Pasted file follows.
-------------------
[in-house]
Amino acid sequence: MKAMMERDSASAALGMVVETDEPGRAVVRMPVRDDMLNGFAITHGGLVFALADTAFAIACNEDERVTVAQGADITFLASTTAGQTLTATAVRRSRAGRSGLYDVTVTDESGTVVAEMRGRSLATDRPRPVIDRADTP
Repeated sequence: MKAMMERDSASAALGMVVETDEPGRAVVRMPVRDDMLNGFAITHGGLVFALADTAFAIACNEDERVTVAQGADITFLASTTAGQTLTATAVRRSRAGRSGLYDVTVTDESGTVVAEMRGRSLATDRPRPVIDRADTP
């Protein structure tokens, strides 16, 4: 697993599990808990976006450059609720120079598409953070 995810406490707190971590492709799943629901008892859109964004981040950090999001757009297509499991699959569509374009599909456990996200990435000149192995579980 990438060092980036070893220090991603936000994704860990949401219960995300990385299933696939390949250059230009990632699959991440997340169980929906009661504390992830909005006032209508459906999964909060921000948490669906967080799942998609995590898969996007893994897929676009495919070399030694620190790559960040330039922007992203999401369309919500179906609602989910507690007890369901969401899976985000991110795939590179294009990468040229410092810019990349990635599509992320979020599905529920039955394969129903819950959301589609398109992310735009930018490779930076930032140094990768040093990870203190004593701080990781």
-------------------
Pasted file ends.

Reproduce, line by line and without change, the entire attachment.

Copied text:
[in-house]
Amino acid sequence: MKAMMERDSASAALGMVVETDEPGRAVVRMPVRDDMLNGFAITHGGLVFALADTAFAIACNEDERVTVAQGADITFLASTTAGQTLTATAVRRSRAGRSGLYDVTVTDESGTVVAEMRGRSLATDRPRPVIDRADTP
Repeated sequence: MKAMMERDSASAALGMVVETDEPGRAVVRMPVRDDMLNGFAITHGGLVFALADTAFAIACNEDERVTVAQGADITFLASTTAGQTLTATAVRRSRAGRSGLYDVTVTDESGTVVAEMRGRSLATDRPRPVIDRADTP
């Protein structure tokens, strides 16, 4: 697993599990808990976006450059609720120079598409953070 995810406490707190971590492709799943629901008892859109964004981040950090999001757009297509499991699959569509374009599909456990996200990435000149192995579980 990438060092980036070893220090991603936000994704860990949401219960995300990385299933696939390949250059230009990632699959991440997340169980929906009661504390992830909005006032209508459906999964909060921000948490669906967080799942998609995590898969996007893994897929676009495919070399030694620190790559960040330039922007992203999401369309919500179906609602989910507690007890369901969401899976985000991110795939590179294009990468040229410092810019990349990635599509992320979020599905529920039955394969129903819950959301589609398109992310735009930018490779930076930032140094990768040093990870203190004593701080990781």